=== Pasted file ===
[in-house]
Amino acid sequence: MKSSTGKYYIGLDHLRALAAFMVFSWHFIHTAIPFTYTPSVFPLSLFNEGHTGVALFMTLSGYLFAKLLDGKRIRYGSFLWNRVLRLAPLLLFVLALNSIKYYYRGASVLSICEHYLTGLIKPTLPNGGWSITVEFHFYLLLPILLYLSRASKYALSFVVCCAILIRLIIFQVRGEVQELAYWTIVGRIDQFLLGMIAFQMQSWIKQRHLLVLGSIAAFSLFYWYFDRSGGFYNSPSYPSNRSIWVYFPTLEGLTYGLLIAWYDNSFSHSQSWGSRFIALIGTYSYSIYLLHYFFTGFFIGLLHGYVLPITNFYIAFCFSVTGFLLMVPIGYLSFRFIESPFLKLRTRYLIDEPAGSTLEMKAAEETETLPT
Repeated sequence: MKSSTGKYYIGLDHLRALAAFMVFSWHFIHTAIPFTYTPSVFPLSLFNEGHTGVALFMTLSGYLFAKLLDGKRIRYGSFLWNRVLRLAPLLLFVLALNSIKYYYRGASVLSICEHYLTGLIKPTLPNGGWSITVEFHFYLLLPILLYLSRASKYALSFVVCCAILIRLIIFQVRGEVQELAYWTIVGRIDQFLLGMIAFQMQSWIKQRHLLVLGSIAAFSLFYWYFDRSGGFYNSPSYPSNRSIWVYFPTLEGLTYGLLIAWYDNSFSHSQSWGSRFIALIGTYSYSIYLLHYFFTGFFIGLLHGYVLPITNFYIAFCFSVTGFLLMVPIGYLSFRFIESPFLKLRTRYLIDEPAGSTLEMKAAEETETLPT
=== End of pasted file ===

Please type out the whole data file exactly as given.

[in-house]
Amino acid sequence: MKSSTGKYYIGLDHLRALAAFMVFSWHFIHTAIPFTYTPSVFPLSLFNEGHTGVALFMTLSGYLFAKLLDGKRIRYGSFLWNRVLRLAPLLLFVLALNSIKYYYRGASVLSICEHYLTGLIKPTLPNGGWSITVEFHFYLLLPILLYLSRASKYALSFVVCCAILIRLIIFQVRGEVQELAYWTIVGRIDQFLLGMIAFQMQSWIKQRHLLVLGSIAAFSLFYWYFDRSGGFYNSPSYPSNRSIWVYFPTLEGLTYGLLIAWYDNSFSHSQSWGSRFIALIGTYSYSIYLLHYFFTGFFIGLLHGYVLPITNFYIAFCFSVTGFLLMVPIGYLSFRFIESPFLKLRTRYLIDEPAGSTLEMKAAEETETLPT
Repeated sequence: MKSSTGKYYIGLDHLRALAAFMVFSWHFIHTAIPFTYTPSVFPLSLFNEGHTGVALFMTLSGYLFAKLLDGKRIRYGSFLWNRVLRLAPLLLFVLALNSIKYYYRGASVLSICEHYLTGLIKPTLPNGGWSITVEFHFYLLLPILLYLSRASKYALSFVVCCAILIRLIIFQVRGEVQELAYWTIVGRIDQFLLGMIAFQMQSWIKQRHLLVLGSIAAFSLFYWYFDRSGGFYNSPSYPSNRSIWVYFPTLEGLTYGLLIAWYDNSFSHSQSWGSRFIALIGTYSYSIYLLHYFFTGFFIGLLHGYVLPITNFYIAFCFSVTGFLLMVPIGYLSFRFIESPFLKLRTRYLIDEPAGSTLEMKAAEETETLPT